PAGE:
There's an old riddle that asks: What is black and white and red all over?

The answer: A newspaper.

Of course, this riddle must be spoken because it relies on the same pronunciation of the words, "red" and "read."

On this particular day, that old riddle does not work. You've no doubt noticed that today's Observer-Dispatch is pink. "What is black and pink and red all over" just doesn't cut it.

But the pink does work to raise awareness to breast cancer. And despite being peppered by pink reminders all around us, we must all remain ever alert to breast cancer and the strides being made to beat it.

That's the promise Nancy G. Brinker made to her dying sister, Susan G. Komen back in 1982. Since then, the Susan G. Komen for the Cure has used the color pink as its identity. The first Komen Race for the Cure logo - an abstract female runner outlined with a pink ribbon - was used during the mid 1980s through early 1990s. In 1990, the first breast cancer survivor program was launched at the race in Washington, D.C., and survivors wore buttons that were printed in black and white, like the line in the old newspaper riddle.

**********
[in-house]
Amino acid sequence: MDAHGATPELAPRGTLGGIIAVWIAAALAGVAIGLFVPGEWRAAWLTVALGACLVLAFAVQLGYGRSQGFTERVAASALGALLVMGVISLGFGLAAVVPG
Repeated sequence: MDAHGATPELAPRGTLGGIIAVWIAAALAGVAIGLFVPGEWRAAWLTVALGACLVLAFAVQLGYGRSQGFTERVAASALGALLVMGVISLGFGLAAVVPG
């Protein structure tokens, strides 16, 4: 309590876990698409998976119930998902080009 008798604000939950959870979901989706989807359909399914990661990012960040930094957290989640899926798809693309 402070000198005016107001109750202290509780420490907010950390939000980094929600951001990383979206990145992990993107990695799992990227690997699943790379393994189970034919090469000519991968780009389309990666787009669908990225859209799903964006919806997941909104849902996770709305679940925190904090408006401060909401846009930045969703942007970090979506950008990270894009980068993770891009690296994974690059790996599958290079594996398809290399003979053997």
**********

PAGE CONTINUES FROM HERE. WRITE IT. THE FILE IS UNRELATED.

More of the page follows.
But they would soon be pink all over. In 1991, pink ribbons were distributed to all breast cancer survivors and participants of the Komen New York City Race for the Cure. Today, we see pink everything - from nail polish and bracelets to lapel pins and athletic wear.

This constant reminder is so very important.

We all know someone who has died from or who has survived breast cancer. A mother. A sister. A daughter. A friend. A neighbor. The disease does not discriminate. Survival rates are difficult to explain because each case must be considered separately.

One thing is sure: Treatment has vastly improved through the years. That and early detection provide the one-two punch that has resulted in more and more survivors.

One of the best preventative measures is awareness. Many gutsy people, including public figures, have stepped forward in recent years to tell their own very personal stories in the effort to raise public awareness and save lives. And they are saving lives. Make it a point to have yourself checked or encourage someone you love to do so. As with so many cancers, early detection can save your life.

And if you sometimes feel you're being blinded by the pink, including today's newspaper, be thankful.

We're helping Nancy Brinker keep her promise.